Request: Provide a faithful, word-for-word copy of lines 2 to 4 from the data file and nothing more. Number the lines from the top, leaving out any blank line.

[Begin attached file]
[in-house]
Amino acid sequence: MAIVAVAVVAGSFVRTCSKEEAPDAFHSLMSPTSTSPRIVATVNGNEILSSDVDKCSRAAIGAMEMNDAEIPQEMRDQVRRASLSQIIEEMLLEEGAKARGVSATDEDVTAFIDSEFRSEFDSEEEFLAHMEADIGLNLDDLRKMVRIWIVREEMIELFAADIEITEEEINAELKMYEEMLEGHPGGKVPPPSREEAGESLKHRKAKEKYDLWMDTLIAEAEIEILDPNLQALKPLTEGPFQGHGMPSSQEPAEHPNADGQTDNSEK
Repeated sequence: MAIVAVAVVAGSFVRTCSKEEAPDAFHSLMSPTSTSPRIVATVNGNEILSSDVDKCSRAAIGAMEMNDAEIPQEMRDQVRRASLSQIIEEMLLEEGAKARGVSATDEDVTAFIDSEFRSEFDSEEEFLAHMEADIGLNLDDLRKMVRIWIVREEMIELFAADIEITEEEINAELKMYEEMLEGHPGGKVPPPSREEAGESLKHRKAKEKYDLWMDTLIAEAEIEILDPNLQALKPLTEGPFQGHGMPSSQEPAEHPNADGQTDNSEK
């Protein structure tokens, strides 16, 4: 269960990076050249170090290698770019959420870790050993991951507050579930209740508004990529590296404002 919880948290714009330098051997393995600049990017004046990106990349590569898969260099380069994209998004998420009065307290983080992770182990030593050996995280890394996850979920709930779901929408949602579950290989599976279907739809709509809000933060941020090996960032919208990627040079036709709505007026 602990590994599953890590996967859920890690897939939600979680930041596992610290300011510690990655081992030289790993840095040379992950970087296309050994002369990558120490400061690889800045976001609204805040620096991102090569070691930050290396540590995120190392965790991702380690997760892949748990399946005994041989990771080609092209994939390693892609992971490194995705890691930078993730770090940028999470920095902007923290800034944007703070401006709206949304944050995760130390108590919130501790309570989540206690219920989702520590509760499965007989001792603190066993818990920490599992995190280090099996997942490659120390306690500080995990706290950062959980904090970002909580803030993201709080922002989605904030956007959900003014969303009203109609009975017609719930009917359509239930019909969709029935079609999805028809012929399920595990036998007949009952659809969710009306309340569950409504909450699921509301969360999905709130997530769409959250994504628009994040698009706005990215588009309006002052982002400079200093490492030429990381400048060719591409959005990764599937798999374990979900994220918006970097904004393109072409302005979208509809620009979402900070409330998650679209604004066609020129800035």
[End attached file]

Amino acid sequence: MAIVAVAVVAGSFVRTCSKEEAPDAFHSLMSPTSTSPRIVATVNGNEILSSDVDKCSRAAIGAMEMNDAEIPQEMRDQVRRASLSQIIEEMLLEEGAKARGVSATDEDVTAFIDSEFRSEFDSEEEFLAHMEADIGLNLDDLRKMVRIWIVREEMIELFAADIEITEEEINAELKMYEEMLEGHPGGKVPPPSREEAGESLKHRKAKEKYDLWMDTLIAEAEIEILDPNLQALKPLTEGPFQGHGMPSSQEPAEHPNADGQTDNSEK
Repeated sequence: MAIVAVAVVAGSFVRTCSKEEAPDAFHSLMSPTSTSPRIVATVNGNEILSSDVDKCSRAAIGAMEMNDAEIPQEMRDQVRRASLSQIIEEMLLEEGAKARGVSATDEDVTAFIDSEFRSEFDSEEEFLAHMEADIGLNLDDLRKMVRIWIVREEMIELFAADIEITEEEINAELKMYEEMLEGHPGGKVPPPSREEAGESLKHRKAKEKYDLWMDTLIAEAEIEILDPNLQALKPLTEGPFQGHGMPSSQEPAEHPNADGQTDNSEK
């Protein structure tokens, strides 16, 4: 269960990076050249170090290698770019959420870790050993991951507050579930209740508004990529590296404002 919880948290714009330098051997393995600049990017004046990106990349590569898969260099380069994209998004998420009065307290983080992770182990030593050996995280890394996850979920709930779901929408949602579950290989599976279907739809709509809000933060941020090996960032919208990627040079036709709505007026 602990590994599953890590996967859920890690897939939600979680930041596992610290300011510690990655081992030289790993840095040379992950970087296309050994002369990558120490400061690889800045976001609204805040620096991102090569070691930050290396540590995120190392965790991702380690997760892949748990399946005994041989990771080609092209994939390693892609992971490194995705890691930078993730770090940028999470920095902007923290800034944007703070401006709206949304944050995760130390108590919130501790309570989540206690219920989702520590509760499965007989001792603190066993818990920490599992995190280090099996997942490659120390306690500080995990706290950062959980904090970002909580803030993201709080922002989605904030956007959900003014969303009203109609009975017609719930009917359509239930019909969709029935079609999805028809012929399920595990036998007949009952659809969710009306309340569950409504909450699921509301969360999905709130997530769409959250994504628009994040698009706005990215588009309006002052982002400079200093490492030429990381400048060719591409959005990764599937798999374990979900994220918006970097904004393109072409302005979208509809620009979402900070409330998650679209604004066609020129800035």